Different women of diverse backgrounds can share their perspectives throughout the creative process. By having female voices at the table during product development ensures you are targeting female consumers with purpose and intention.

Build Trust and Community

Want women to be your brand champions? Get to know them and let them know you. Building trust with female consumers can lead to long-lasting brand loyalty. Studies show that women demonstrate more brand loyalty compared to men (especially if they're treated well). One way you can build trust with women is through creative storytelling. Integrate their stories into your brand messaging and showcase your connection with your customers. Keep in mind female consumers are looking for brand authenticity—so keep it real. (It's also why 38 percent of moms buy products from brands that other women "Like" on Facebook—customers trust real people.)

A woman is sitting on her bed working on her laptop while her dog is sleeping

Always Innovate

Never get too comfortable with your marketing strategy and never trust consumer behavior to stay the same. Women consumers are humans, and human interests change with the times. The Great Recession led to female consumers steadily buying more cosmetics, while COVID-19 led to women ignoring cosmetics and stocking up on sleepwear (for more than just sleeping). New markets constantly emerge, and innovative companies will stay on top by adapting to recent trends and listening to their customers. So how can you adapt to changes in female consumer behavior?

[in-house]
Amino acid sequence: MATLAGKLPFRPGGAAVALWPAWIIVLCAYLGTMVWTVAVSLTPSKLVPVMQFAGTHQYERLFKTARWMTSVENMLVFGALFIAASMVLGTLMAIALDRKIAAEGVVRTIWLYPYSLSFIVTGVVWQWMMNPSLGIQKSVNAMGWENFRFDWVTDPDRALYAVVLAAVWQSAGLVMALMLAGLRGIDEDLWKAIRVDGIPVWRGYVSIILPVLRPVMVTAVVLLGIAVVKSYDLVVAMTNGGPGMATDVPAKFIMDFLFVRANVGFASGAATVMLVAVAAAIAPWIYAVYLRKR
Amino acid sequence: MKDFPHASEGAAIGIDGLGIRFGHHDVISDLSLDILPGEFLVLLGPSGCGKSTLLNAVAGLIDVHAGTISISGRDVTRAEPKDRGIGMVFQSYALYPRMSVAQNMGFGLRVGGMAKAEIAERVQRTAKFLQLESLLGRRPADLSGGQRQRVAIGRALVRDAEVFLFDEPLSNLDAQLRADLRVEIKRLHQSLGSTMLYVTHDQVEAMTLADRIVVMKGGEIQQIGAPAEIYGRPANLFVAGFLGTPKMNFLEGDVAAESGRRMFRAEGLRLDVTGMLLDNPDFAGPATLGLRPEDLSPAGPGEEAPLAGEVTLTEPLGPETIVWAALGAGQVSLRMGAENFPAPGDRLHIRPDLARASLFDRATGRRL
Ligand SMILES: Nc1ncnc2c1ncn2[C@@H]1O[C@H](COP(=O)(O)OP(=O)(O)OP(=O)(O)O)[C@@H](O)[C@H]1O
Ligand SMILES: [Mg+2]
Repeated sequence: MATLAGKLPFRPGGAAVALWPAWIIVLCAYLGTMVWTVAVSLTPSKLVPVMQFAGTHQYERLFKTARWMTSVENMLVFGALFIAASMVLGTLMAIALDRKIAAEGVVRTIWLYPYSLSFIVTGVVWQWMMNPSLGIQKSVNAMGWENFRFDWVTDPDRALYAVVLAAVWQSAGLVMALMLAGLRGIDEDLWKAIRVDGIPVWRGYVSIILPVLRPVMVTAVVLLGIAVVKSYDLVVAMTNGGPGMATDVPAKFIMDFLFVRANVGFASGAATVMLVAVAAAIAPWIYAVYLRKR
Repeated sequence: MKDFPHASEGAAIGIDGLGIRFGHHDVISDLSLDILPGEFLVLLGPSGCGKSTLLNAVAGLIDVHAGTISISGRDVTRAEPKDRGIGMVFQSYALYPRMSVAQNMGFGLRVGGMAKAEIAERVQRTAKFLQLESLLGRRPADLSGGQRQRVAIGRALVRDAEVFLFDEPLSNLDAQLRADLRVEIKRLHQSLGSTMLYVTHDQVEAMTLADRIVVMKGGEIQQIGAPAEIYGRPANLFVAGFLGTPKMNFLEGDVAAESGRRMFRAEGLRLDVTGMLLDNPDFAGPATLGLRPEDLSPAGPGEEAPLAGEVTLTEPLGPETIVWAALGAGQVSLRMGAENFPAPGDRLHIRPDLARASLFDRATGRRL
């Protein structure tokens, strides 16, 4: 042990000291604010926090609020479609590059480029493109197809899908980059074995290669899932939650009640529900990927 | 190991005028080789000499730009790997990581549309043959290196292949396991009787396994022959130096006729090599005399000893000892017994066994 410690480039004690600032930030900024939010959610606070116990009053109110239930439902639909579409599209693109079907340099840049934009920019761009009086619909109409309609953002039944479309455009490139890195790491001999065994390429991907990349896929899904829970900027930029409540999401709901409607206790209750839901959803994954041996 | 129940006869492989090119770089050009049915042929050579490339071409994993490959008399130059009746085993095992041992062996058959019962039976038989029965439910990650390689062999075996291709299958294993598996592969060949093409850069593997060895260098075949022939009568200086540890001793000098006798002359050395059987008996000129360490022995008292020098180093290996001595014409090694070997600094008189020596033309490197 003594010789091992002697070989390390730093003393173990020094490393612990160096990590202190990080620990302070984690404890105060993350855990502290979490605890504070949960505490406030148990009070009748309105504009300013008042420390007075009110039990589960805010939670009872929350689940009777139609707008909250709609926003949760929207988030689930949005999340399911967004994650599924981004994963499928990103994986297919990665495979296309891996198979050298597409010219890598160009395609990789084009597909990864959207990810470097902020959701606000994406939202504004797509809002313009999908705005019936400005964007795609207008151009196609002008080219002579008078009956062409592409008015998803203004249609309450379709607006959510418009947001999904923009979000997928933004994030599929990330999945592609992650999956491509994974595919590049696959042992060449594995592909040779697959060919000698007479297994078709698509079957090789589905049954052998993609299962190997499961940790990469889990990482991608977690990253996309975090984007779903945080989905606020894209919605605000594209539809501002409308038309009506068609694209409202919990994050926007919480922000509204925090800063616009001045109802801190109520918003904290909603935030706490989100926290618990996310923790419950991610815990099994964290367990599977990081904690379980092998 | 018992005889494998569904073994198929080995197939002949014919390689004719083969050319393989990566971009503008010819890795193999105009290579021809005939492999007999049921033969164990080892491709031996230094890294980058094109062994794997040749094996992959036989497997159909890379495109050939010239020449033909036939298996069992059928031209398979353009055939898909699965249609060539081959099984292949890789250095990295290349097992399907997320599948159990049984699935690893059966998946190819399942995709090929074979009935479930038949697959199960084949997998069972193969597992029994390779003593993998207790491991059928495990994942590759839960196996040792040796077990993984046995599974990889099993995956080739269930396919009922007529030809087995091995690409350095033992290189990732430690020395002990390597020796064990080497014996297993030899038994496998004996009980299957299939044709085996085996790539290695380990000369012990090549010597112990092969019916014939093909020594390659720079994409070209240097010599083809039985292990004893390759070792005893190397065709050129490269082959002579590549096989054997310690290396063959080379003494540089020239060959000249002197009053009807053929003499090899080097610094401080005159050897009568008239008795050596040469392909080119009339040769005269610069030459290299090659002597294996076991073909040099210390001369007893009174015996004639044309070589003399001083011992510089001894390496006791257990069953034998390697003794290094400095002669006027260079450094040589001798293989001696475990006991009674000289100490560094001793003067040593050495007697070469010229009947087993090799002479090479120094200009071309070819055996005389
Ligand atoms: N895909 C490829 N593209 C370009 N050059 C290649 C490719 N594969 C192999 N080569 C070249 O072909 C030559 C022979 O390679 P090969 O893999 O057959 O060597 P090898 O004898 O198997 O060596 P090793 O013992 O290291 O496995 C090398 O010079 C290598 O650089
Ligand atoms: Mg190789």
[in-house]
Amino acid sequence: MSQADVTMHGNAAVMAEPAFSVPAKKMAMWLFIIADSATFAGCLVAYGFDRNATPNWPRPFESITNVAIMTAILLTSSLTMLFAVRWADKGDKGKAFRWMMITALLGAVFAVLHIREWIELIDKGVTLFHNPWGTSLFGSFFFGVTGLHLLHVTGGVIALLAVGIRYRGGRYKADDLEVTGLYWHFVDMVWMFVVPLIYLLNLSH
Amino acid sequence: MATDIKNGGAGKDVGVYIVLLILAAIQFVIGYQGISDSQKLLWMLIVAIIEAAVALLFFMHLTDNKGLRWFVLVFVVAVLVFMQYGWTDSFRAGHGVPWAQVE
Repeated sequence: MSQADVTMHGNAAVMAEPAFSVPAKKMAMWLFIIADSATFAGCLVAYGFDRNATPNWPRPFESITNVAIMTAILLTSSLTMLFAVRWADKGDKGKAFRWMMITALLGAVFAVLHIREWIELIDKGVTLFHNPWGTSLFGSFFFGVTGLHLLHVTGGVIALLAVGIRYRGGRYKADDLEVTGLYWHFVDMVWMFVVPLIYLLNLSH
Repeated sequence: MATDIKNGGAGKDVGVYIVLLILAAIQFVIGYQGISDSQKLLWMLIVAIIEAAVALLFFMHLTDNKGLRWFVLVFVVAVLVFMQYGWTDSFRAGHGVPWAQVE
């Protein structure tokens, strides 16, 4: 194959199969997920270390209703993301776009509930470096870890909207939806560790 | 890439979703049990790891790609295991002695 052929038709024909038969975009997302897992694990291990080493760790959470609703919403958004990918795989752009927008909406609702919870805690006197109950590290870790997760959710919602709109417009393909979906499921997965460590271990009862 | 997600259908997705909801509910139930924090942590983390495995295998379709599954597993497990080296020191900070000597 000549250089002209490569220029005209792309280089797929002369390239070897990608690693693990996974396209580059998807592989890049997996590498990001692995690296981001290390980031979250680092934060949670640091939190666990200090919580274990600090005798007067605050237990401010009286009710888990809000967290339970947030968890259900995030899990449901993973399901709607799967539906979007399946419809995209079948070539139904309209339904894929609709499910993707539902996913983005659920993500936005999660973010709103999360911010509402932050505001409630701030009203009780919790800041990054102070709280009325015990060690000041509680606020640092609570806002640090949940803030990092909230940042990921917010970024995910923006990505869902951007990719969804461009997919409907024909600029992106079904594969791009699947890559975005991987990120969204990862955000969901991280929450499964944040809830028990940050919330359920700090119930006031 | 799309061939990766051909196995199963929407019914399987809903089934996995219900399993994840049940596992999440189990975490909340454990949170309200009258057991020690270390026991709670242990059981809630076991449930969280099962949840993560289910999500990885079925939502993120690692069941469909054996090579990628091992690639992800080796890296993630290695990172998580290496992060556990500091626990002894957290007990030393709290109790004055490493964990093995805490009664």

Give Women What They Want

The research is clear—the best strategy to win female consumers is by designing products that meet their needs. Invest in a comprehensive and consistent approach to your marketing strategy—overall gender equality from product development, leadership, and advertising. Get buy-in from women.

Remember, there isn't a singular "women's market"—women are multifaceted, and your marketing needs to recognize and address that.

Get To Know The Modern Female Consumer

Don't guess what women want. Get to know all your customers with consumer insights gleaned from market research and a brand strategy that acknowledges their diverse needs. At Rebel, we get up front and personal with your target audience to understand how they see your brand, why they use your services, and what's missing.

Let's work together to help your brand find truths in places you wouldn't expect, to take you to places you never thought possible.